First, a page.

(A version of this article appeared in the Feb 12th Globe &Mail)
Why lovers are bird-brained
“On wings of love and fly to me my turtle dove.”
“As clear and pure as a turtle dove, and that is what fills me with love.”
I espied these two saccharine messages recently while perusing Valentine’s Day cards and had the humdrum epiphany that the turtle dove is the quintessential symbol for Valentine’ s Day. (Do not confuse the turtle dove with the reptilian turtle. The bird’s name in Old English was turtur, an onomatopoeic rendering of the bird’s coo.) Not only does “turtle dove” conveniently rhyme with “love,” but the turtle dove is also said to be a very solicitous partner that constantly dotes on its mate. This sense is reflected in the following passage from James Joyce’s Ulysses: “Take her for me... Yea, turtledove her.”
The turtle dove is but one example of the “animalistic” nature of romance. Lovers are referred to in other beastly ways such as “bunny,” “kitten,” “puppy,” “sparrow,” “sparling,” “lambkin,” “tiger,” and “stallion,” and are even compared to potentially disease-infested rodents, such as mice and squirrels.
The metaphorical use of animals to refer to lovers is a time-honoured practice. In his book The Lover’s Tongue, Mark Morton relates that the period from the 15th to the 18th century represented the apogee for the metaphorical comparison of one’s beloved with livestock: “People interacted with animals not just in their McNugget or Quarter-Pounder incarnations, but as fellow creatures, sharing the same plot of farmland, if not the same house.”
For example, in Shakespeare’s Henry V, the character Pistol exclaims, “Good bawcock, bate thy rage, use lenitie, sweet chuck!” “Bawcock” is a corruption of the French beau coq which means “beautiful cock” or more euphemistically “fine rooster”; “chuck” here is a variation of “chick.” In the Scottish poet William Dunbar’s 16th century verse In Secreit Place This Hyndir Nycht, a woman in the poem addresses her lover thus: “My belly huddrun , my swete hurle bawsy” which translates as “My big lummox, my sweet unweaned calf.” I may never ever again be able to eat steak tartare without blushing.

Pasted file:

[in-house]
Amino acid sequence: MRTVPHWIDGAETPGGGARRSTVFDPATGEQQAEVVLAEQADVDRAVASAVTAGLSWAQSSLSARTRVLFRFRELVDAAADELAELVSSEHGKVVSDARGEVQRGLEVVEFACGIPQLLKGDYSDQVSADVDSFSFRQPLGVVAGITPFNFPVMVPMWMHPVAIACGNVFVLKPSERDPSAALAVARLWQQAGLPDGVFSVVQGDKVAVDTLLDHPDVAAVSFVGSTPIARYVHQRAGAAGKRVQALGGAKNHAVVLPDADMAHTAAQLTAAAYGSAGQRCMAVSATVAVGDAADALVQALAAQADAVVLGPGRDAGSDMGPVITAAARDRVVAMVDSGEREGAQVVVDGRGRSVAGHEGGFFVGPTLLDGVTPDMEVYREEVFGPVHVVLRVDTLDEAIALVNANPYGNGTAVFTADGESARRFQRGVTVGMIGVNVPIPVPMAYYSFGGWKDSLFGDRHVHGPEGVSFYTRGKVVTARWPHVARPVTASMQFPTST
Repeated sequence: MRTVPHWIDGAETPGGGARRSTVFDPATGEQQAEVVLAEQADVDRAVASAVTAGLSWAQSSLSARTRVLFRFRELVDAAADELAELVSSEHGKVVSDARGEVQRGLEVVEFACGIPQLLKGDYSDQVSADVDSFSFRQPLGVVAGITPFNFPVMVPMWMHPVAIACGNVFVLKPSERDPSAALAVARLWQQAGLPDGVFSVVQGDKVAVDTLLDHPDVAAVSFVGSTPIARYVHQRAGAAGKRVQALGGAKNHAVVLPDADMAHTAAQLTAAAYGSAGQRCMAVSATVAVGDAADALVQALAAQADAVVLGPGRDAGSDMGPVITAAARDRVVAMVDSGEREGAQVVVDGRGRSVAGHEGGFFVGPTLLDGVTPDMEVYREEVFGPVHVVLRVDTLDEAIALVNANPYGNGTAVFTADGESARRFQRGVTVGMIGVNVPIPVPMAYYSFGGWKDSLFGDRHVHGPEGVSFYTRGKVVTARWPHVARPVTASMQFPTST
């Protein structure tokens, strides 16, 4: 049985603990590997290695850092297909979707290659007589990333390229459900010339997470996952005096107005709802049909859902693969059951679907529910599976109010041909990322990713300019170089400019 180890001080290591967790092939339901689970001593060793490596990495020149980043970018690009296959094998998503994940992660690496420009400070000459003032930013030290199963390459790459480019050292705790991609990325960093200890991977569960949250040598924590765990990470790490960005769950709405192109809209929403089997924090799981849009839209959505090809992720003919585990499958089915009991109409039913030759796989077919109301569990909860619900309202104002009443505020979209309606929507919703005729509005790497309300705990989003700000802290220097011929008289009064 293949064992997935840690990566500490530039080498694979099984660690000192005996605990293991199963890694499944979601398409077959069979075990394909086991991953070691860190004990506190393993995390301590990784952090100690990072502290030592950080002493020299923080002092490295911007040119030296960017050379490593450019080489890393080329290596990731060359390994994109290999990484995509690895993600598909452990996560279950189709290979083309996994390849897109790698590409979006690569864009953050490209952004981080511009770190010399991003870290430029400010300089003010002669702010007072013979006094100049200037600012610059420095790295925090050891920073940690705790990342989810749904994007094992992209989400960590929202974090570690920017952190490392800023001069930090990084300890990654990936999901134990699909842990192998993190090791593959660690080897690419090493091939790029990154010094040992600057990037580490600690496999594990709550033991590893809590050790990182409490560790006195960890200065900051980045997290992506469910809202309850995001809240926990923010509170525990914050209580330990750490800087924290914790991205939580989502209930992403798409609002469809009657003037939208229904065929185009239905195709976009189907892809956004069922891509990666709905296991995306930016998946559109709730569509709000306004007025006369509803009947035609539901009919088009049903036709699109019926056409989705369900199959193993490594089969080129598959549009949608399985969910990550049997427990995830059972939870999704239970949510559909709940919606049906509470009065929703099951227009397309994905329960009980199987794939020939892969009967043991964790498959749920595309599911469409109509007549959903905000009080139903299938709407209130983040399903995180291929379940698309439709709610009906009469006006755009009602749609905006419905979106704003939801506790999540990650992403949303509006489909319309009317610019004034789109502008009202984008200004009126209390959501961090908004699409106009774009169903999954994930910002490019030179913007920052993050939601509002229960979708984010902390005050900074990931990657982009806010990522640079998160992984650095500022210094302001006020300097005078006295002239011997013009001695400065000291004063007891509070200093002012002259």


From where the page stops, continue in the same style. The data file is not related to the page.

Perhaps it would also be wise to avoid employing the term of endearment piggsneye, (especially if your beloved is kosher) used by Chaucer in The Miller’s Tale in 1388. The OED defines it as “one specially cherished; a darling, pet; commonly used as an endearing form of address.” It is a combined form of “pig’s-eye” and the OED relates that it “originated in children's talk and the fond prattle of nurses.” Its last recorded usage dates back to 1941 in C. S. Lewis' The Screwtape Letters: “My dear, my very dear Wormwood, my poppet, my pigsnie.”
Of course, terms of endearment can transcend comparing your beloved to an animal. You can also employ nonsense rhymes such as “cutie wootie,” or “tootsie wootsie.” If you find these terms annoying, take solace that many others of this ilk are now archaic. In All's Well That Ends Well, Shakespeare refers to a husband’s “kicky-wicky” which transfers from its literal sense as a gray mare to a wife. Other rhyming terms that have similarly vanished are “gol-pol” (a woman with blonde hair), “crowdie-mowdie” (oatmeal and water eaten uncooked,) and the nonsensical duo of “slawsie gawsie” and “tyrlie myrlie.”
Equally grating are the variety of “–ums” words used as forms of endearment. These seem to have originated as terms for children (or cats) but were soon adopted by babbling, inarticulate lovers. Here we have the quartet of “diddums,” “pussums,”
“pookums” and “snookums.”
By the way, if you choose to call your beloved by some inane or bestial name this Valentine’s Day, please diregard everything I've written above.
Howard Richler's latest book is Strange Bedfellows: The Private Lives of Words.